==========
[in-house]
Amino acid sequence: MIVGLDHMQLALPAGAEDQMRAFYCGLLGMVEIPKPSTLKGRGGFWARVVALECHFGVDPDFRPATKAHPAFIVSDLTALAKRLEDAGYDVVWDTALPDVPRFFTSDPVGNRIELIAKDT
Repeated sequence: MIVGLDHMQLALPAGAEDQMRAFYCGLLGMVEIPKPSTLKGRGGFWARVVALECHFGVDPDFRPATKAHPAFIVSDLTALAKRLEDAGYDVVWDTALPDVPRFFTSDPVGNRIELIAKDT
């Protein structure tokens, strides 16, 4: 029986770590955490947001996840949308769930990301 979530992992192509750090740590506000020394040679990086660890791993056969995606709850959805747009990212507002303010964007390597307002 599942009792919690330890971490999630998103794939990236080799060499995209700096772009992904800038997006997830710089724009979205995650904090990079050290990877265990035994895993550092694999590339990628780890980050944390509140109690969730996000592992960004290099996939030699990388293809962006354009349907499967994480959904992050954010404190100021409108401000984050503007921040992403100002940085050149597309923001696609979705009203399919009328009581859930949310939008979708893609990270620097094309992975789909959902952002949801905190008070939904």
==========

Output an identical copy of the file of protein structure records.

[in-house]
Amino acid sequence: MIVGLDHMQLALPAGAEDQMRAFYCGLLGMVEIPKPSTLKGRGGFWARVVALECHFGVDPDFRPATKAHPAFIVSDLTALAKRLEDAGYDVVWDTALPDVPRFFTSDPVGNRIELIAKDT
Repeated sequence: MIVGLDHMQLALPAGAEDQMRAFYCGLLGMVEIPKPSTLKGRGGFWARVVALECHFGVDPDFRPATKAHPAFIVSDLTALAKRLEDAGYDVVWDTALPDVPRFFTSDPVGNRIELIAKDT
């Protein structure tokens, strides 16, 4: 029986770590955490947001996840949308769930990301 979530992992192509750090740590506000020394040679990086660890791993056969995606709850959805747009990212507002303010964007390597307002 599942009792919690330890971490999630998103794939990236080799060499995209700096772009992904800038997006997830710089724009979205995650904090990079050290990877265990035994895993550092694999590339990628780890980050944390509140109690969730996000592992960004290099996939030699990388293809962006354009349907499967994480959904992050954010404190100021409108401000984050503007921040992403100002940085050149597309923001696609979705009203399919009328009581859930949310939008979708893609990270620097094309992975789909959902952002949801905190008070939904």